Grandma dies on her 81st birthday, with sores large enough to see the tendons through. She had been sitting in her own filth and allowed to sit in a recliner all the time. Charges are forthcoming against the family members she lived with.
You know, I used to be a really judgmental person on stuff like this. How could you NOT NOTICE sores in which you can see the muscles and stuff beneath? Wouldn't it stink? Wouldn't you notice that Grandma's toenails are all curled up into her skin and that she's uncomfortable?
Well, I'll say this. I'm not sure if charges are warranted or not. I'm not the cops or the hospital room attendant. I'm pretty sure the jails are crowded enough that they don't just go looking to toss people into the slammer at taxpayer expense. But I'm also pretty sure that mistakes can be made, too.
The story tells us that among other outrages, Mary Araujo had "1-inch facial hair around her mouth." Now think about this. Is this even something to get worked up about? I'm looking at it from the older person's perspective. Everything takes up all your energy. You want to stay home and not be bothered with extra stuff like eyebrow plucking and facial waxing. That doesn't mean you want your name plastered on the internet after you're dead with a description like, "one-inch long facial hair" (the CORRECT way to write that, AOL News. You never type numbers under ten. But 11 and up you write like this. Though I just looked in the *new* AP Stylebook and saw that they have deemed that to be correct. The losers. Good grammar compromised to save space. But back to the story.)
You're incontinent every five minutes. Are you really "sitting in your own filth" because it's someone else's fault, or are you just leaky all the time? I'm picking the latter. It would have to be really, really awful for me to think about pressing charges if I were a prosecutor. Even with a diligent family, you're NOT going to be able to prevent someone from "sitting in her own filth" from time to time. The situation just causes filth too frequently.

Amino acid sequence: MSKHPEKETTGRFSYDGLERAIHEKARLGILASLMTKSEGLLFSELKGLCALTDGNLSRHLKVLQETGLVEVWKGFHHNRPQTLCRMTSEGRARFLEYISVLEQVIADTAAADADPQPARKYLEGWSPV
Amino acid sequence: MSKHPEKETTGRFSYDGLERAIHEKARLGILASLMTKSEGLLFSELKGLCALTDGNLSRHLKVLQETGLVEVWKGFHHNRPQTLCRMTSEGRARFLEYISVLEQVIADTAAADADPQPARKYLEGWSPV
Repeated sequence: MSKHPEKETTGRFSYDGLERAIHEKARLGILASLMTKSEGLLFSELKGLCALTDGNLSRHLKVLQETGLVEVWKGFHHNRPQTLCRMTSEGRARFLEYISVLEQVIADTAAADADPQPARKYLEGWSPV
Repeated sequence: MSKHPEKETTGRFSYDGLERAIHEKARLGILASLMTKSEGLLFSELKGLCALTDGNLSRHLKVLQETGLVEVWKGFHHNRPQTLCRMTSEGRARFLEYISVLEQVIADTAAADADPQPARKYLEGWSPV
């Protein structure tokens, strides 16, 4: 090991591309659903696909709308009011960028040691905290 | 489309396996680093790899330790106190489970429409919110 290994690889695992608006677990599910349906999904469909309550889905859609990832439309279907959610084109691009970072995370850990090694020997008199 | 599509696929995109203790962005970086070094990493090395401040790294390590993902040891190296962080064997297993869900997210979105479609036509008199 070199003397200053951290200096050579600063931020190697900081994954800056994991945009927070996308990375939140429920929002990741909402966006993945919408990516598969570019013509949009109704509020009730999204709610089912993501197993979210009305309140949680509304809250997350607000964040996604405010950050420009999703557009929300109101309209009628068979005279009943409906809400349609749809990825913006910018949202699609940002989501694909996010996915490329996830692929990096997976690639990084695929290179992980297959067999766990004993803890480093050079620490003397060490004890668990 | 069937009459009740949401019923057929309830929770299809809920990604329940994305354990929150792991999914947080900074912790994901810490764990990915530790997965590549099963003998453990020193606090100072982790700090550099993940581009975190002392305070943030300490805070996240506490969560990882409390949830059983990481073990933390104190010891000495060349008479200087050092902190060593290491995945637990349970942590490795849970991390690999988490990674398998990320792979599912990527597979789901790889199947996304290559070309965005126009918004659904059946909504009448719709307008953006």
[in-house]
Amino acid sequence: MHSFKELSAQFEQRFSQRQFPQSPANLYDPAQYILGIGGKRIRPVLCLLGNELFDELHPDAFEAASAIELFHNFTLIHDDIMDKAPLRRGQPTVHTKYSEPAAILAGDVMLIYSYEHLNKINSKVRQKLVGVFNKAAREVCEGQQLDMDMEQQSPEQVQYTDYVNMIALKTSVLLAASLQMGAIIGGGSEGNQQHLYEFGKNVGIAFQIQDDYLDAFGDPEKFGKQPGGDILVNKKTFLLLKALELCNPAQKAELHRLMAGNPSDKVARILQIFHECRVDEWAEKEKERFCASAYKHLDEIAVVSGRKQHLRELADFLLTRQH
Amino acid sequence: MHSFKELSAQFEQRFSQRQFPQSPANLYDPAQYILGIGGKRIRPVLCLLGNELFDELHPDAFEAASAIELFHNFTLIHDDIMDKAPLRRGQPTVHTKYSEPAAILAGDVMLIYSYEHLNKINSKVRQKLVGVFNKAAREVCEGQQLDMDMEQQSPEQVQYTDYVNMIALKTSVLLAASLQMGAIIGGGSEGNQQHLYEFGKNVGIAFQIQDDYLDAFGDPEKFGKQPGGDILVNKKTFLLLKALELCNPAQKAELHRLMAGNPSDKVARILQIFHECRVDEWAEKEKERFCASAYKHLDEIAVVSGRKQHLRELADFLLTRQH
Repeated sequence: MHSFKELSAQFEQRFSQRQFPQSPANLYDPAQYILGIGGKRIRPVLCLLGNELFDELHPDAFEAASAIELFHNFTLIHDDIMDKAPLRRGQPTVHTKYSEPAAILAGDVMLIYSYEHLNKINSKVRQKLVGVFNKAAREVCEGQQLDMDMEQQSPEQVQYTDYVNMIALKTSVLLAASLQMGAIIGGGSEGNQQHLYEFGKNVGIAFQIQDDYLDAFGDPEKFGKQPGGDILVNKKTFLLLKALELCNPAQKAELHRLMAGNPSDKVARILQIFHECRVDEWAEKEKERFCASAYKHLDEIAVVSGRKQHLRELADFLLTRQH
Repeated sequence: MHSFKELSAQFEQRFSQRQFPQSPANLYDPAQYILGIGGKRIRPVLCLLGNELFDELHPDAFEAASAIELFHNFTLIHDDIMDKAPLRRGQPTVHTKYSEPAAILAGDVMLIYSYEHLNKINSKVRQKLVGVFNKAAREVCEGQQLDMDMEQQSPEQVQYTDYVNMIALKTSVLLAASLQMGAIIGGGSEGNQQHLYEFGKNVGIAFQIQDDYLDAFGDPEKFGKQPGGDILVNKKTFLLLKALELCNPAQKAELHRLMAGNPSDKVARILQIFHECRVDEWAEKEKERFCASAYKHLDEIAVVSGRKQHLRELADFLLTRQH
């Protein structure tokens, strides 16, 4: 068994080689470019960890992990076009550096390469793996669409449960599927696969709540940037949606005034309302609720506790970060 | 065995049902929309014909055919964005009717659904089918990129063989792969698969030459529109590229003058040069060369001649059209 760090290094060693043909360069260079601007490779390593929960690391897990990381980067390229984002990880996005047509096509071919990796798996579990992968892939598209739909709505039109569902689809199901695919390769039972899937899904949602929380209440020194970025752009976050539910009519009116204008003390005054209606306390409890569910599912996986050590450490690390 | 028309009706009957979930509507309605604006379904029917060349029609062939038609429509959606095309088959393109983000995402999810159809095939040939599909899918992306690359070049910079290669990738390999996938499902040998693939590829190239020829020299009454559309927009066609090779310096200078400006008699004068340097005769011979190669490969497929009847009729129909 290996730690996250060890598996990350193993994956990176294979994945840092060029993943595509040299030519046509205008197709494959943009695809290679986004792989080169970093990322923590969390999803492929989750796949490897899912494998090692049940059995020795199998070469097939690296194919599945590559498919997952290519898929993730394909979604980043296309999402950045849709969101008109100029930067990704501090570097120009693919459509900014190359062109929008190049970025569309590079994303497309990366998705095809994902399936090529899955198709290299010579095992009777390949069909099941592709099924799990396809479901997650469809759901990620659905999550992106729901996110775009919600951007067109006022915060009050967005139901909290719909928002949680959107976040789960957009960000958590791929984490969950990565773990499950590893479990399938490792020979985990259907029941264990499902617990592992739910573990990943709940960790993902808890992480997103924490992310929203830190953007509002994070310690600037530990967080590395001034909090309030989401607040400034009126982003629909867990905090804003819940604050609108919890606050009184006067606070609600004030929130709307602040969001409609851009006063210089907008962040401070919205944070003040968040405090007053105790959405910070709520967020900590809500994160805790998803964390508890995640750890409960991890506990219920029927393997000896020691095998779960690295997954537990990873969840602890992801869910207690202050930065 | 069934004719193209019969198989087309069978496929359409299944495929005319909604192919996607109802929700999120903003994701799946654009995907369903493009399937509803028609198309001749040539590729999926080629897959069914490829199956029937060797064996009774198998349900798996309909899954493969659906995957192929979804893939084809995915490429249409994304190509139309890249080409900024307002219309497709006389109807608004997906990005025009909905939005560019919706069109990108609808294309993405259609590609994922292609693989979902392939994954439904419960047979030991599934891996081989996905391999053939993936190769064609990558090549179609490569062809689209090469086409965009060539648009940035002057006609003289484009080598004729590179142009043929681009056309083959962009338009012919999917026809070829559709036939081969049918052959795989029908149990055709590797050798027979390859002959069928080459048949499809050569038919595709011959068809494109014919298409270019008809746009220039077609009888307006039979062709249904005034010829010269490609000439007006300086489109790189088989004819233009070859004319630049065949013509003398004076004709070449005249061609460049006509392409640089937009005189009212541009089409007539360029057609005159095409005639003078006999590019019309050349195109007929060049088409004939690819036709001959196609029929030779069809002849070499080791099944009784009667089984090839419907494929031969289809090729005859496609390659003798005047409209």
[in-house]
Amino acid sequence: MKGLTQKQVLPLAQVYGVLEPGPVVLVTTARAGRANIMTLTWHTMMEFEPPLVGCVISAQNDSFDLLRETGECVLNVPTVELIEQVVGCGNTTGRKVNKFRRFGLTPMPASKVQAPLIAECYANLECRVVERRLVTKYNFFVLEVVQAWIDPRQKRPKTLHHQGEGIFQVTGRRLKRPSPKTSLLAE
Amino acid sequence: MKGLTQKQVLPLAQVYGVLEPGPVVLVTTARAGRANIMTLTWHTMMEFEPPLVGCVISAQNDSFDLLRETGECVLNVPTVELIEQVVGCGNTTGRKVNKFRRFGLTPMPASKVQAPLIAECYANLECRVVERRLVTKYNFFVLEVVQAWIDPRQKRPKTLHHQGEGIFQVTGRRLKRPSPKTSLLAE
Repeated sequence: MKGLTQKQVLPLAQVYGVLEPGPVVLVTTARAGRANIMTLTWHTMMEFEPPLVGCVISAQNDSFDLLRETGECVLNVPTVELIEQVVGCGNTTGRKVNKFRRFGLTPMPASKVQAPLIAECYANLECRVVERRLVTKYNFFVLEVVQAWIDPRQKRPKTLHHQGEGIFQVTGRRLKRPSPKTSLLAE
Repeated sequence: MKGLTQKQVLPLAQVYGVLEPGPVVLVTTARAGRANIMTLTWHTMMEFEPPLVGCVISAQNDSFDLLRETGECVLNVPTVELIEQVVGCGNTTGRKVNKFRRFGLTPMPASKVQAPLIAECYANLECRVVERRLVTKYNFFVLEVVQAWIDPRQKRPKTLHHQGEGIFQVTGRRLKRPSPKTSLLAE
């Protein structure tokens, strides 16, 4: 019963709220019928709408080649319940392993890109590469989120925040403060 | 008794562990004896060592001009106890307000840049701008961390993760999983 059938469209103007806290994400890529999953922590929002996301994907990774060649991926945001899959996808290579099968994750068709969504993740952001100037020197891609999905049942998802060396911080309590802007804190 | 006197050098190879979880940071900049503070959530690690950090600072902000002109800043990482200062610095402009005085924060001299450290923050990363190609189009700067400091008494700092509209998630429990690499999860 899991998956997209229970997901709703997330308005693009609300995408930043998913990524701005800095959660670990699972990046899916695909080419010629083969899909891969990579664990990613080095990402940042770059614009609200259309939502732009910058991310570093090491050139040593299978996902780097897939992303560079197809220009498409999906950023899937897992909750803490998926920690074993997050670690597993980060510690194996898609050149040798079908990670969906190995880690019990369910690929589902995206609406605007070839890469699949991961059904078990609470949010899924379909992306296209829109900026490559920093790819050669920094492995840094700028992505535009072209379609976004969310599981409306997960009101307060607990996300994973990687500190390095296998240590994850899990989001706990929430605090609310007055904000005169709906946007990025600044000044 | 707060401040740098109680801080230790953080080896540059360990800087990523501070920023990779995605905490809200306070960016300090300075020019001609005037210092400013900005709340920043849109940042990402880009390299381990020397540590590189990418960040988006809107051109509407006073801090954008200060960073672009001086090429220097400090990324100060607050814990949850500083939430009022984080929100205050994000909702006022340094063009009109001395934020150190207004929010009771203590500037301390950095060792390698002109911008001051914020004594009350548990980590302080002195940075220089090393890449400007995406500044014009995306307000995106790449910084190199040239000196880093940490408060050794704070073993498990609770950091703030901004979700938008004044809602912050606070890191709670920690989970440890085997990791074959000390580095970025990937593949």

And the sores? Where were they located? The story doesn't tell us. If I were old, and pooping and peeing and not able to bathe thoroughly, and my clothes even when they were washed still had that urine-y smell, do you think my caregivers would smell "bedsore" over the ickiness? Probably not. And I can't imagine it would be "appropriate" for a daughter to ask her mom to show her butt off every day so that she can check for sores.
And do you know what my reaction to you is going to be if you suggest that I should let you shave my facial hair? Guess.
Even in a good nursing home, if you push the call button, sometimes they take 45 minutes to respond. I do know a person who died in a nursing home with sores and problems as described in this story. Sometimes people refuse care. Sometimes folks do all they can, and it isn't enough.
Does that mean I think these caregivers are totally innocent? No. I think the position of caregiving is one in which you will NEVER be innocent. No matter what you do, it is never enough. Someone will always, always be able to ask, "Why didn't you do this?" Or that... or consult this specialist... and why aren't her toenails done nicely? (Have you ever seen how difficult it can be to care for an older person's foot? Especially if complications like diabetes come up.)
I'll leave the judgment of this situation to the judge or jury of this case, but I wanted to put out there that while there IS elder abuse out there, not all of it is intentional. Not all of it is vicious. Sometimes the patient's rights should be respected, even if the patient doesn't quite have all her marbles. And I'm quite certain that there are many people in situations like this asking for help and not receiving any.